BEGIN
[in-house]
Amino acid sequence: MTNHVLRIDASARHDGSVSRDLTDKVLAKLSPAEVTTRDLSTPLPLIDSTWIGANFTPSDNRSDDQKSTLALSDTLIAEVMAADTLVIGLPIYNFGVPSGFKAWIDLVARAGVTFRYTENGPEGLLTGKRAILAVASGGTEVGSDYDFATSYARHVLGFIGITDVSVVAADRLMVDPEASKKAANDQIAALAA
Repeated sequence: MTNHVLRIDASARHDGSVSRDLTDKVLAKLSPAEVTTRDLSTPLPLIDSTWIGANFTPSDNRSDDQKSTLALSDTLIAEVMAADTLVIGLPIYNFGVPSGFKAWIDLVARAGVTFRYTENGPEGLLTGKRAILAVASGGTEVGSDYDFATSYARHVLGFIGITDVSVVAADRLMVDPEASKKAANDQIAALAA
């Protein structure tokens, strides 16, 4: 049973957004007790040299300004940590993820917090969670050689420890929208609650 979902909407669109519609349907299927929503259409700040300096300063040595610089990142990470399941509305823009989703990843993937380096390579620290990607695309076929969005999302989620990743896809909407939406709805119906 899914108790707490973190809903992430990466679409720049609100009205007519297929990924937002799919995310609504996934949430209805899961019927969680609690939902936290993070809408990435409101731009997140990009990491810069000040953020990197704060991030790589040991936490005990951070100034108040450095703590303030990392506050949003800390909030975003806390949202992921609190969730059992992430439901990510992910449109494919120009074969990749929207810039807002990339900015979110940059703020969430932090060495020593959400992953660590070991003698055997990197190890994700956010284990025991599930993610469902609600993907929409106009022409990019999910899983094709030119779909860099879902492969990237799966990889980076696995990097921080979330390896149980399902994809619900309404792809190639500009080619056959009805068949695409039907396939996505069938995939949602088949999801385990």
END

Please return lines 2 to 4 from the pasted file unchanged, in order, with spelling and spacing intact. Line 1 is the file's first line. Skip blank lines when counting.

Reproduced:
Amino acid sequence: MTNHVLRIDASARHDGSVSRDLTDKVLAKLSPAEVTTRDLSTPLPLIDSTWIGANFTPSDNRSDDQKSTLALSDTLIAEVMAADTLVIGLPIYNFGVPSGFKAWIDLVARAGVTFRYTENGPEGLLTGKRAILAVASGGTEVGSDYDFATSYARHVLGFIGITDVSVVAADRLMVDPEASKKAANDQIAALAA
Repeated sequence: MTNHVLRIDASARHDGSVSRDLTDKVLAKLSPAEVTTRDLSTPLPLIDSTWIGANFTPSDNRSDDQKSTLALSDTLIAEVMAADTLVIGLPIYNFGVPSGFKAWIDLVARAGVTFRYTENGPEGLLTGKRAILAVASGGTEVGSDYDFATSYARHVLGFIGITDVSVVAADRLMVDPEASKKAANDQIAALAA
């Protein structure tokens, strides 16, 4: 049973957004007790040299300004940590993820917090969670050689420890929208609650 979902909407669109519609349907299927929503259409700040300096300063040595610089990142990470399941509305823009989703990843993937380096390579620290990607695309076929969005999302989620990743896809909407939406709805119906 899914108790707490973190809903992430990466679409720049609100009205007519297929990924937002799919995310609504996934949430209805899961019927969680609690939902936290993070809408990435409101731009997140990009990491810069000040953020990197704060991030790589040991936490005990951070100034108040450095703590303030990392506050949003800390909030975003806390949202992921609190969730059992992430439901990510992910449109494919120009074969990749929207810039807002990339900015979110940059703020969430932090060495020593959400992953660590070991003698055997990197190890994700956010284990025991599930993610469902609600993907929409106009022409990019999910899983094709030119779909860099879902492969990237799966990889980076696995990097921080979330390896149980399902994809619900309404792809190639500009080619056959009805068949695409039907396939996505069938995939949602088949999801385990």